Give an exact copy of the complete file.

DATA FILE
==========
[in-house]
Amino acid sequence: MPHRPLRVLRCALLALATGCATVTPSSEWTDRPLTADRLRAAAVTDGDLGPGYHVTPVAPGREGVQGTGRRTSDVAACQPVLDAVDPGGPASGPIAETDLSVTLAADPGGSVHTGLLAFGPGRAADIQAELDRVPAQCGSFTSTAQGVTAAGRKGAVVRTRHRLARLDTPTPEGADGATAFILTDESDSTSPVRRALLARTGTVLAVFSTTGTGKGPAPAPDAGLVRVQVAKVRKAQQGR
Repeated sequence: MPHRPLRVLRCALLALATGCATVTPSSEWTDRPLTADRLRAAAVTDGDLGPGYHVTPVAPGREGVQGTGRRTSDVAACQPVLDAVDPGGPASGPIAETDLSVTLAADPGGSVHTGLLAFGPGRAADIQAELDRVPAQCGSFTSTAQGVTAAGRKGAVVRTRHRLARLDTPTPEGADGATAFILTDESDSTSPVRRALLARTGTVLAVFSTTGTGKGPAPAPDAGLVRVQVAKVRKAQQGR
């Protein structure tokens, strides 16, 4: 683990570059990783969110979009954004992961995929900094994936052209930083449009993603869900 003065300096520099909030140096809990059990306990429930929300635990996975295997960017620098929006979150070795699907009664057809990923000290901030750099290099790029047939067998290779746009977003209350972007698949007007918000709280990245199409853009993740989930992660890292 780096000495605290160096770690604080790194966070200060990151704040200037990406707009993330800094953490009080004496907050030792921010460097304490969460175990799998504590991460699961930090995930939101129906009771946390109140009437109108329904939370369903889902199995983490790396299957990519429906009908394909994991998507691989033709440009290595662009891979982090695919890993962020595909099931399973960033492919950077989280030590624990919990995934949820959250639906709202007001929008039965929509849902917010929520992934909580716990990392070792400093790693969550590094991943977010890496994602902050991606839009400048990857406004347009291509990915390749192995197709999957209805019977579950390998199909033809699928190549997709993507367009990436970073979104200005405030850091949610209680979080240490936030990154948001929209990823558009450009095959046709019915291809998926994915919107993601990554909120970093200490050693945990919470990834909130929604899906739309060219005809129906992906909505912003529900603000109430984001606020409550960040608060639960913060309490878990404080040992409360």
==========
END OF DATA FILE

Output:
[in-house]
Amino acid sequence: MPHRPLRVLRCALLALATGCATVTPSSEWTDRPLTADRLRAAAVTDGDLGPGYHVTPVAPGREGVQGTGRRTSDVAACQPVLDAVDPGGPASGPIAETDLSVTLAADPGGSVHTGLLAFGPGRAADIQAELDRVPAQCGSFTSTAQGVTAAGRKGAVVRTRHRLARLDTPTPEGADGATAFILTDESDSTSPVRRALLARTGTVLAVFSTTGTGKGPAPAPDAGLVRVQVAKVRKAQQGR
Repeated sequence: MPHRPLRVLRCALLALATGCATVTPSSEWTDRPLTADRLRAAAVTDGDLGPGYHVTPVAPGREGVQGTGRRTSDVAACQPVLDAVDPGGPASGPIAETDLSVTLAADPGGSVHTGLLAFGPGRAADIQAELDRVPAQCGSFTSTAQGVTAAGRKGAVVRTRHRLARLDTPTPEGADGATAFILTDESDSTSPVRRALLARTGTVLAVFSTTGTGKGPAPAPDAGLVRVQVAKVRKAQQGR
């Protein structure tokens, strides 16, 4: 683990570059990783969110979009954004992961995929900094994936052209930083449009993603869900 003065300096520099909030140096809990059990306990429930929300635990996975295997960017620098929006979150070795699907009664057809990923000290901030750099290099790029047939067998290779746009977003209350972007698949007007918000709280990245199409853009993740989930992660890292 780096000495605290160096770690604080790194966070200060990151704040200037990406707009993330800094953490009080004496907050030792921010460097304490969460175990799998504590991460699961930090995930939101129906009771946390109140009437109108329904939370369903889902199995983490790396299957990519429906009908394909994991998507691989033709440009290595662009891979982090695919890993962020595909099931399973960033492919950077989280030590624990919990995934949820959250639906709202007001929008039965929509849902917010929520992934909580716990990392070792400093790693969550590094991943977010890496994602902050991606839009400048990857406004347009291509990915390749192995197709999957209805019977579950390998199909033809699928190549997709993507367009990436970073979104200005405030850091949610209680979080240490936030990154948001929209990823558009450009095959046709019915291809998926994915919107993601990554909120970093200490050693945990919470990834909130929604899906739309060219005809129906992906909505912003529900603000109430984001606020409550960040608060639960913060309490878990404080040992409360």